Release: November 10, 2005
EVIDENCE OF ANIMAL SMUGGLING FOUND ON OMNI FLIGHT
Passengers with information asked to call inspectors
HONOLULU – Evidence found on Monday’s Omni charter aircraft supports suspicion that someone was attempting to smuggle an illegal sugar glider into Honolulu from Las Vegas. A pouch and a package of animal food was found discarded in one of the aircraft’s lavatories by airline ground crews and turned over to inspectors from the Hawaii Department of Agriculture (HDOA) who are investigating the incident.
During Monday’s Omni Flight 108, a passenger caught the 10-inch-long animal, which was running loose in the cabin. Sugar gliders, Petaurus breviceps, are strictly prohibited in Hawaii.
Passengers aboard the flight who may have information about the incident are urged to contact HDOA inspectors at 832-0566. If requested, information provided will be kept confidential.
“Hawaii residents traveling out of state should always check with the Department of Agriculture prior to bringing back any animal,” said Sandra Lee Kunimoto, Chairperson of the Hawaii Board of Agriculture. “Many animals are illegal in Hawaii because they have the potential to cause harm to agriculture and the environment, and may pose health risks to animals and humans.
“As this latest incident demonstrates, exotic animals have a knack at escaping from captivity and the worst case scenario would be for these types of animals to become established and/or spread diseases,” added Kunimoto.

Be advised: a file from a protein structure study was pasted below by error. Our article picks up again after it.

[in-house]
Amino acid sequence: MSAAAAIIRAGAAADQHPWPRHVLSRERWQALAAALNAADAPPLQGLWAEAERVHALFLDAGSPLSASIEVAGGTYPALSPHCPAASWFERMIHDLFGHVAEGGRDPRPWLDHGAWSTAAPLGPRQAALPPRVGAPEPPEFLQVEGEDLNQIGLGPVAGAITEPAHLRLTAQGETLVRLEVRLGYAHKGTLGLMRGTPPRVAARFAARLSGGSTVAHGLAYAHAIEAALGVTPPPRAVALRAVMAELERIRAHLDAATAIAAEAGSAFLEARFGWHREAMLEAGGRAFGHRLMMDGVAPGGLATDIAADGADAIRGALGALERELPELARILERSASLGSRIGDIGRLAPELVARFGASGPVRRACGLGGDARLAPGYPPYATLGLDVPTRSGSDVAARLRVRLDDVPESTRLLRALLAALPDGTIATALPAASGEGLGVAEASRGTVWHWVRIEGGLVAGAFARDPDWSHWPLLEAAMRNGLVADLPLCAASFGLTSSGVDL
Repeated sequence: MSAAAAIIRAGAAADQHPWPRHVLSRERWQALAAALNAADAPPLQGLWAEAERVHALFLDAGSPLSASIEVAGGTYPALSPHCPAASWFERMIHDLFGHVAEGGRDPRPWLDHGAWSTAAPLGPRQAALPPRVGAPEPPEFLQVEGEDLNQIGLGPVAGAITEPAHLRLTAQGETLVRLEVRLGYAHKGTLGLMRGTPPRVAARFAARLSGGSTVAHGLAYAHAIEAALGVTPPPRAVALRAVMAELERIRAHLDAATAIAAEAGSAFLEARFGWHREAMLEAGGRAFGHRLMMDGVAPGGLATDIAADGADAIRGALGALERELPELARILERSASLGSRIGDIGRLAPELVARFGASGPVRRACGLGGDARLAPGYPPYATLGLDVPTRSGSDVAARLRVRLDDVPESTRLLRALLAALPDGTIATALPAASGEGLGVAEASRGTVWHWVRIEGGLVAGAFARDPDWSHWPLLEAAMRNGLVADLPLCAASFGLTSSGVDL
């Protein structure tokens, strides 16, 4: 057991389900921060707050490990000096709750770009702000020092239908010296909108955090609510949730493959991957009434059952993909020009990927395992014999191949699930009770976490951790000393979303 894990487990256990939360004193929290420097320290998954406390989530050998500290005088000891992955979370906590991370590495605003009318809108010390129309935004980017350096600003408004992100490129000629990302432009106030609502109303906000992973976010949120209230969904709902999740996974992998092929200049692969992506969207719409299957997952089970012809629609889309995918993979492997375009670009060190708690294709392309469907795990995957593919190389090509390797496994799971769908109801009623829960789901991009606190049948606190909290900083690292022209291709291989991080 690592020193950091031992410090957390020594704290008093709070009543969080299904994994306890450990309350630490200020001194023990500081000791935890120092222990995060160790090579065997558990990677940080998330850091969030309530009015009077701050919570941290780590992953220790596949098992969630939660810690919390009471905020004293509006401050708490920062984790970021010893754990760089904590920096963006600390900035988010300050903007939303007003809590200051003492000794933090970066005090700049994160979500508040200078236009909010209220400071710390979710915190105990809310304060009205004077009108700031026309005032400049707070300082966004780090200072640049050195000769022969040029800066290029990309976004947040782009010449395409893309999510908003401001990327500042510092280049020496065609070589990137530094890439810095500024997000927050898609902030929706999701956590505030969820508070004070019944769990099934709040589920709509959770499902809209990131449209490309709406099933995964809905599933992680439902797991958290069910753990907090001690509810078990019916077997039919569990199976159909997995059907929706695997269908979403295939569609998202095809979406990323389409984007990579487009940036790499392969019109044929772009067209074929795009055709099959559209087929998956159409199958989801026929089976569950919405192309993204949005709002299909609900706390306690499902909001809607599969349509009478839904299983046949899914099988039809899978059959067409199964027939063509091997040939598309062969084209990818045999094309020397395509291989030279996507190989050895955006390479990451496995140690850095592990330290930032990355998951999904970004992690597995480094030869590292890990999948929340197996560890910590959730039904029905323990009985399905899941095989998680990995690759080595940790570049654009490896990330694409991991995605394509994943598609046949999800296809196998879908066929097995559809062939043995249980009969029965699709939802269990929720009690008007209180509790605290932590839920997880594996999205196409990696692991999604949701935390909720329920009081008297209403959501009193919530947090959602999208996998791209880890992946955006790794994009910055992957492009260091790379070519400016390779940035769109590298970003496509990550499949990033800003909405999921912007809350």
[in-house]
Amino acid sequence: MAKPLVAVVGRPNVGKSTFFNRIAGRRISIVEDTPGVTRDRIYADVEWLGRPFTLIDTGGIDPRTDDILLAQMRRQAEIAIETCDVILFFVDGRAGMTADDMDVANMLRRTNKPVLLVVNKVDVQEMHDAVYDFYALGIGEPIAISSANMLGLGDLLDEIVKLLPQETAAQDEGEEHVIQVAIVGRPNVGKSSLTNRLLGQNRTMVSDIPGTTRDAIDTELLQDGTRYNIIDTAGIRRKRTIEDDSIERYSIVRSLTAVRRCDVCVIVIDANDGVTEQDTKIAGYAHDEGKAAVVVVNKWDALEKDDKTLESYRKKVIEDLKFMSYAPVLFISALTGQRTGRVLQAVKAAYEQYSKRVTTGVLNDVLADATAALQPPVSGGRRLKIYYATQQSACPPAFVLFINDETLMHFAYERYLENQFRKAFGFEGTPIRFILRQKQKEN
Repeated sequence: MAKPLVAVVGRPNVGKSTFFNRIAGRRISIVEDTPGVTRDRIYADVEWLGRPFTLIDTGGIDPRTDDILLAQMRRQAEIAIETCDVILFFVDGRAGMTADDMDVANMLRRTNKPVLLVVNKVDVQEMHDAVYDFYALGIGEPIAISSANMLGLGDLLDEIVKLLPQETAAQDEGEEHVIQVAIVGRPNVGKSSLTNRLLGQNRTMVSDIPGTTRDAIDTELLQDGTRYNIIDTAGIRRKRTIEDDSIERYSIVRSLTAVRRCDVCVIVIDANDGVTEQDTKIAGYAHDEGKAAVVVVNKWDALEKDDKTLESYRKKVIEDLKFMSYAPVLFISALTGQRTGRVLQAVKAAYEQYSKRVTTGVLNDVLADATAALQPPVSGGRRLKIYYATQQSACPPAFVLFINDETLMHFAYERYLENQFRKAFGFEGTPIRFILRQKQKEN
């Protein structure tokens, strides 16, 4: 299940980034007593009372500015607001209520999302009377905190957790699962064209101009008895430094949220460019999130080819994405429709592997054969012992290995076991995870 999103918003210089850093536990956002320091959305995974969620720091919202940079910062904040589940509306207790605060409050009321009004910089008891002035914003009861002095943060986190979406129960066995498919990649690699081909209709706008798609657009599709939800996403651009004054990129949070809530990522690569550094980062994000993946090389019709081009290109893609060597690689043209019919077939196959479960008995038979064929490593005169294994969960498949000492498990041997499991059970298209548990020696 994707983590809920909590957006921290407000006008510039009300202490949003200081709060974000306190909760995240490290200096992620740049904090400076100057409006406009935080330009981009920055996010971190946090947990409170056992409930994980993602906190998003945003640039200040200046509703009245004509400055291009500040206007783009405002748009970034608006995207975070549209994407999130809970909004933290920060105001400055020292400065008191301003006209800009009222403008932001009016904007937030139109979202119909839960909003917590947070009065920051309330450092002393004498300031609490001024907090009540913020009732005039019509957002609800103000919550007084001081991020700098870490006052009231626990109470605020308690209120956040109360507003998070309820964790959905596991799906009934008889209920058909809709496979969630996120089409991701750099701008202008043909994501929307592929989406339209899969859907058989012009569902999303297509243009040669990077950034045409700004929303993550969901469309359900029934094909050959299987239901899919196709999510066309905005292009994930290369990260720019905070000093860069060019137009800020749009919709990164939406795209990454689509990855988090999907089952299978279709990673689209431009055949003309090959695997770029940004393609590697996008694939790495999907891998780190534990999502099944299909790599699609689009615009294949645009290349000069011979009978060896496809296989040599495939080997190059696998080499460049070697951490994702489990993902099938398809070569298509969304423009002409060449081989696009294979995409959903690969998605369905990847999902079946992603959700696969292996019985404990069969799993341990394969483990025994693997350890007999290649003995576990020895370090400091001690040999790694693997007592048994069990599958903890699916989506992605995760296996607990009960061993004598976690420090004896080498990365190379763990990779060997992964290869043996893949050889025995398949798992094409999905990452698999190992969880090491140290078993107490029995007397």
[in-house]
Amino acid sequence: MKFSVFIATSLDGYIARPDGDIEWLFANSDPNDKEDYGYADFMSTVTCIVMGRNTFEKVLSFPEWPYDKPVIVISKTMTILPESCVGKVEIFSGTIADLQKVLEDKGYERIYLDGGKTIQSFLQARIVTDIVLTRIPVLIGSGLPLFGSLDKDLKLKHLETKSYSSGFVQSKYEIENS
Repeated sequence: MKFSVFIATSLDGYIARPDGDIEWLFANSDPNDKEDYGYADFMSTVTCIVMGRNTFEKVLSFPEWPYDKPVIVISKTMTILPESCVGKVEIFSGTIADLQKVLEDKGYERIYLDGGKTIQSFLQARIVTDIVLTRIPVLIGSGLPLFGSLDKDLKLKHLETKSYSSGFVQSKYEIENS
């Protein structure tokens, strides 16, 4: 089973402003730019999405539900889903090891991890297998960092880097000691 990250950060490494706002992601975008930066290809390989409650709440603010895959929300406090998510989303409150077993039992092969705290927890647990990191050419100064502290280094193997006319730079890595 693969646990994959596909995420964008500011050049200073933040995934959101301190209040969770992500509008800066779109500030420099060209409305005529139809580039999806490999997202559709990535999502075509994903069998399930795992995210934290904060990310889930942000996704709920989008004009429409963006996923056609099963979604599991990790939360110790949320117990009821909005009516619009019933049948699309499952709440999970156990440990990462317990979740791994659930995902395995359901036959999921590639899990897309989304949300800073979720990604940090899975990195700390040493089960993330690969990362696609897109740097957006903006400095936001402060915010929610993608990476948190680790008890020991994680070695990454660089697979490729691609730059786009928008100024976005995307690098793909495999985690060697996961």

Sugar gliders are omnivores that feed on insects, nectar and the sap of eucalyptus and acacia trees, which include native koa. Although they may look harmless, sugar gliders can damage trees by stripping off the bark to encourage sap production. Should they become established, they may also compete with native species for insects. Uninspected mammals may also carry parasites and other diseases not present in Hawaii, such as rabies and Lyme disease.
The sugar glider continues to be safeguarded at the Plant Quarantine Branch until arrangements can be made to ship it out of state.
Under Hawaii law, persons possessing illegal animals are subject to penalties, including fines of up to $200,000 and up to three years in jail.
illegal pets are encouraged to voluntarily turn them in under the
department's Amnesty Program, which offers immunity from prosecution.
Anyone with information or knowledge of illegal animals in Hawaii is
asked to call the department's PEST HOTLINE at
To view a photo of the evidence found, click here:
For more information, contact: